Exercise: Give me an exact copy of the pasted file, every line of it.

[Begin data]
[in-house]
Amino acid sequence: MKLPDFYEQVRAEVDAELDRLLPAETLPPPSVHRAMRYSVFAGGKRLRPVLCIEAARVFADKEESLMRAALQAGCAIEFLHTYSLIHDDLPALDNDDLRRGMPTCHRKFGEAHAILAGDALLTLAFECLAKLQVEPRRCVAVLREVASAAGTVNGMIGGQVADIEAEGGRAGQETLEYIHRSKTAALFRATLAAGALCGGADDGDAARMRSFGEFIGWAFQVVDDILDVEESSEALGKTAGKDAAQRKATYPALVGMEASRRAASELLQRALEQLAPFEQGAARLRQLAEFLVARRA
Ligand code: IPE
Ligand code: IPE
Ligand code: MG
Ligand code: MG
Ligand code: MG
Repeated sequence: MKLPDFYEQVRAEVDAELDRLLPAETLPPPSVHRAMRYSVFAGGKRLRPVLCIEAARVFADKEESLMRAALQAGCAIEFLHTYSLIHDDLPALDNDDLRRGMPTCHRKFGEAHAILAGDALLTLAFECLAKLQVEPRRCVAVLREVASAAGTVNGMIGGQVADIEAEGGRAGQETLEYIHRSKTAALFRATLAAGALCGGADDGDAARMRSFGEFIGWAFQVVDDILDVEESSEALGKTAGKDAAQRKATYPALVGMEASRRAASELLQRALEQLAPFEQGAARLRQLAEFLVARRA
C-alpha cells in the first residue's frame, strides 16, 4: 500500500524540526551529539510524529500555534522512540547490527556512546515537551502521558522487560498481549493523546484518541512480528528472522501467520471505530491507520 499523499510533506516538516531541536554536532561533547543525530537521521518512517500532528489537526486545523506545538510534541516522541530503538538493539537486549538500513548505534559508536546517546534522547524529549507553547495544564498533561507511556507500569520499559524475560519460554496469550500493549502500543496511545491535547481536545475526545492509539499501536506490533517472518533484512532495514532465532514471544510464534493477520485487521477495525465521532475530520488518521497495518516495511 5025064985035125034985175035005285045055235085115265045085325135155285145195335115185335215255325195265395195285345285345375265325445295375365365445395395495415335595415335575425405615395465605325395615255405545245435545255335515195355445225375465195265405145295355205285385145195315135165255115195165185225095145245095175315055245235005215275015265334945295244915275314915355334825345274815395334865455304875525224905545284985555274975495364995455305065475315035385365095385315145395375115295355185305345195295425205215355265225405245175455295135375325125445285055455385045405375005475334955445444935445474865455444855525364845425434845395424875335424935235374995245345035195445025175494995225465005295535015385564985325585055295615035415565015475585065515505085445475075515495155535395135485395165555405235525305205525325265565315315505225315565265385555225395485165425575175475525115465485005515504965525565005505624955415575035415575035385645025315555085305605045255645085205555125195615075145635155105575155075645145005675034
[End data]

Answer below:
[in-house]
Amino acid sequence: MKLPDFYEQVRAEVDAELDRLLPAETLPPPSVHRAMRYSVFAGGKRLRPVLCIEAARVFADKEESLMRAALQAGCAIEFLHTYSLIHDDLPALDNDDLRRGMPTCHRKFGEAHAILAGDALLTLAFECLAKLQVEPRRCVAVLREVASAAGTVNGMIGGQVADIEAEGGRAGQETLEYIHRSKTAALFRATLAAGALCGGADDGDAARMRSFGEFIGWAFQVVDDILDVEESSEALGKTAGKDAAQRKATYPALVGMEASRRAASELLQRALEQLAPFEQGAARLRQLAEFLVARRA
Ligand code: IPE
Ligand code: IPE
Ligand code: MG
Ligand code: MG
Ligand code: MG
Repeated sequence: MKLPDFYEQVRAEVDAELDRLLPAETLPPPSVHRAMRYSVFAGGKRLRPVLCIEAARVFADKEESLMRAALQAGCAIEFLHTYSLIHDDLPALDNDDLRRGMPTCHRKFGEAHAILAGDALLTLAFECLAKLQVEPRRCVAVLREVASAAGTVNGMIGGQVADIEAEGGRAGQETLEYIHRSKTAALFRATLAAGALCGGADDGDAARMRSFGEFIGWAFQVVDDILDVEESSEALGKTAGKDAAQRKATYPALVGMEASRRAASELLQRALEQLAPFEQGAARLRQLAEFLVARRA
C-alpha cells in the first residue's frame, strides 16, 4: 500500500524540526551529539510524529500555534522512540547490527556512546515537551502521558522487560498481549493523546484518541512480528528472522501467520471505530491507520 499523499510533506516538516531541536554536532561533547543525530537521521518512517500532528489537526486545523506545538510534541516522541530503538538493539537486549538500513548505534559508536546517546534522547524529549507553547495544564498533561507511556507500569520499559524475560519460554496469550500493549502500543496511545491535547481536545475526545492509539499501536506490533517472518533484512532495514532465532514471544510464534493477520485487521477495525465521532475530520488518521497495518516495511 5025064985035125034985175035005285045055235085115265045085325135155285145195335115185335215255325195265395195285345285345375265325445295375365365445395395495415335595415335575425405615395465605325395615255405545245435545255335515195355445225375465195265405145295355205285385145195315135165255115195165185225095145245095175315055245235005215275015265334945295244915275314915355334825345274815395334865455304875525224905545284985555274975495364995455305065475315035385365095385315145395375115295355185305345195295425205215355265225405245175455295135375325125445285055455385045405375005475334955445444935445474865455444855525364845425434845395424875335424935235374995245345035195445025175494995225465005295535015385564985325585055295615035415565015475585065515505085445475075515495155535395135485395165555405235525305205525325265565315315505225315565265385555225395485165425575175475525115465485005515504965525565005505624955415575035415575035385645025315555085305605045255645085205555125195615075145635155105575155075645145005675034